Yesterday Peru filed a demand against Chile in the International Court of Justice in the The Hague, Netherlands. Peru is claiming that it's maritime border with the Southern Cone nation has never been defined and is requesting that the international court intervene in the dispute. Chile rejects Peru's claim, citing multiple treaties made with Peru in the 1950's.

At least it's not about who rightfully claims pisco.

Source : CNN
Image: Peru's President Alan Garcia addressing lawmakers on the issue yesterday in Lima.

Eagle Pass, Texas: 0 Vs. Border Fence : 1

Eagle Pass, Texas has lost in a round of fighting against a border fence.
Yesterday the U.S. Justice Department ordered the border city to temporarily give up 233 acres of land (for 180 days), the first step in paving the road for a fence creating a physical barrier between that city and Mexico. The Feds had to sue the city for access because local landowners and politicos refused to handover the land. Right now, the land handover will allow government surveyors to begin assessing sites for construction of the fence.

There are hundreds of other lawsuits against other landowners in Texas, California, and Arizona who refuse to give up their lands to the Feds.
The DHS (Department of Homeland Security) is under a congressional mandate to have 670 miles of fencing in place by the end of the year to toughen security on the porous southwestern border. The plan calls for roughly 400 miles of new fencing that will be added to existing barriers.
Source : The Seattle Times

Daily Headlines: January 17, 2008

*Actor Sean Penn criticized the “increasingly lamebrain” San Francisco Chronicle for publishing an article critical of celebrities close to Venezuelan President Hugo Chavez.

* Stocks throughout Latin America have taken a tumble amidst the global anxiety over the U.S. economy.

* Chile’s legislature approved a proposal to provide pensions for all the country’s workers.

* French firm Alstrom was chosen to build Latin America’s first high-speed rail line in Argentina.

Sources- AFP, Reuters, Associated Press, Bloomberg

Image- Sydney Morning Herald

Wednesday, January 16, 2008

Video of the Day: Lula and Fidel

The following is video taken from Brazil’s O Globo which showed Brazilian President Luiz Inacio Lula da Silva meeting with Fidel Castro on Tuesday in Havana. The news clip also included public comments made by Lula asserting that “Fidel Castro is lucid, healthy and ready to return."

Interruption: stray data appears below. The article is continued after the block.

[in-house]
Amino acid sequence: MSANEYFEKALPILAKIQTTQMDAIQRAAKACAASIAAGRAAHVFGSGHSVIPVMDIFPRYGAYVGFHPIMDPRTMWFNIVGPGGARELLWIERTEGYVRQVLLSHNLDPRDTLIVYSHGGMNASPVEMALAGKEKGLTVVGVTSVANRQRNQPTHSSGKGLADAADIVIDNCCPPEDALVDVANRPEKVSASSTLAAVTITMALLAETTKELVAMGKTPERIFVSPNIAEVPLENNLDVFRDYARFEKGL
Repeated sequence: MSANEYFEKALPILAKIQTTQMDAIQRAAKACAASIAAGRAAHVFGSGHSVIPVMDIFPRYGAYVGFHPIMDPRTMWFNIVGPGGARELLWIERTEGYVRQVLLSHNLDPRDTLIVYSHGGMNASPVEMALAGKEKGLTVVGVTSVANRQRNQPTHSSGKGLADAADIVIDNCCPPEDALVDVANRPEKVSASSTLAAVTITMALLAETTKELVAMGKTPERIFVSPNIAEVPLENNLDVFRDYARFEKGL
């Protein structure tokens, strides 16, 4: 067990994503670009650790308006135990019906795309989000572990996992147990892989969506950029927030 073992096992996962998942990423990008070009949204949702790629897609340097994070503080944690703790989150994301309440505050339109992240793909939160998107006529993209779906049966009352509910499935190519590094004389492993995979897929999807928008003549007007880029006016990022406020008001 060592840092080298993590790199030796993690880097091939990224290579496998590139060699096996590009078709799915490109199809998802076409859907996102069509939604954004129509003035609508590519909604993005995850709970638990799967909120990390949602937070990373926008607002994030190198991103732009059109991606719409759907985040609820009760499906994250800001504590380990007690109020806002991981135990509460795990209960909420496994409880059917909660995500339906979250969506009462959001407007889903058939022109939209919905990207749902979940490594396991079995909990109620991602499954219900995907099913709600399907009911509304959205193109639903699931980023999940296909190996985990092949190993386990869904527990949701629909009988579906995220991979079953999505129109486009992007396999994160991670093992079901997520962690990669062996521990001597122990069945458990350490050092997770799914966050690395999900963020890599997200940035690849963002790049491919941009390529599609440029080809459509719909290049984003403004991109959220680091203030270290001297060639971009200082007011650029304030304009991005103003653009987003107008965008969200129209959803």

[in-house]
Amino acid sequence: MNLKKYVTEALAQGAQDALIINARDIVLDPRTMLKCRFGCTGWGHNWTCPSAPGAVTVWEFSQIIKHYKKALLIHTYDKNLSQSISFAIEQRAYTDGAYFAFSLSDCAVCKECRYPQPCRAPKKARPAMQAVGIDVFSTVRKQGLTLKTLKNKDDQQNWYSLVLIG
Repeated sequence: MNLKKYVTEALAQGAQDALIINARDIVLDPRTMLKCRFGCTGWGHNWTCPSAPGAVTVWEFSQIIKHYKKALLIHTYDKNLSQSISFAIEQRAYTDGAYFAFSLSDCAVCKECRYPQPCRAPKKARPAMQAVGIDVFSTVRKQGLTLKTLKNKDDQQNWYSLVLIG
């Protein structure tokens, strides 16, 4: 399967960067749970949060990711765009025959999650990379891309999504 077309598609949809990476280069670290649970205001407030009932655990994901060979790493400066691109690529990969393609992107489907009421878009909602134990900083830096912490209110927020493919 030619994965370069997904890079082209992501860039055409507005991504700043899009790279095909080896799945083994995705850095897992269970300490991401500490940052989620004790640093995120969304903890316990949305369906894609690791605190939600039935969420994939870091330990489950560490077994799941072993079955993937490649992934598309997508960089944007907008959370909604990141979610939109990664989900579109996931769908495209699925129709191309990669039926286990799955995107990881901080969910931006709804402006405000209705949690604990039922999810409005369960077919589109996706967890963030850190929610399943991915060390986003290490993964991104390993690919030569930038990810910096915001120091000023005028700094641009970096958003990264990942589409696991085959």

(Video link):

Sources- YouTube, Bloomberg

Migrants missing in Caribbean waters

Between 10 and 14 migrants have gone missing after their boat overturned in turbulent waters between the Dominican Republic and Puerto Rico. A Coast Guard spokesman said that four survivors were found clinging to the capsized boat, yet two dead bodies were also located near the vessel. In addition, the Coast Guard said that most of the passengers were Cubans and Dominicans.

The Mona Passage is an 80-mile strait that separates the Dominican Republic from Puerto Rico. It’s a popular route for some migrants and is as an alternative to crossing the U.S.-Mexico border:

The migrants come through the highly traveled Mona Passage between the Dominican Republic and Puerto Rico. Over the last year, 4,300 illegal immigrants have been caught. [In 2006], almost 3,000 have been taken into custody. Most are Dominicans, but increasingly the migrants are Cubans — some 660 [in 2006]…
No one knows for sure how many have died trying to cross the treacherous, 3000-foot deep channel, but it's estimated that as many as 10,000 people attempt to cross it every year.

Image- Georgetown University (“Dominicans crossing the Mona Passage in a yola.”)

Sources- Canadian Press, Dominican Today, Wikipedia, CBS News

WaPo blasts Hugo Chavez

An editorial in Wednesday’s Washington Post harshly criticized Venezuelan president Hugo Chavez. Entitled “Ally to Kidnappers”, the editorial touched on several topics stemming from including Chavez’ suggestion to remove Colombia’s FARC guerillas from international terrorist lists.

On Chavez’ recent comments on the FARC: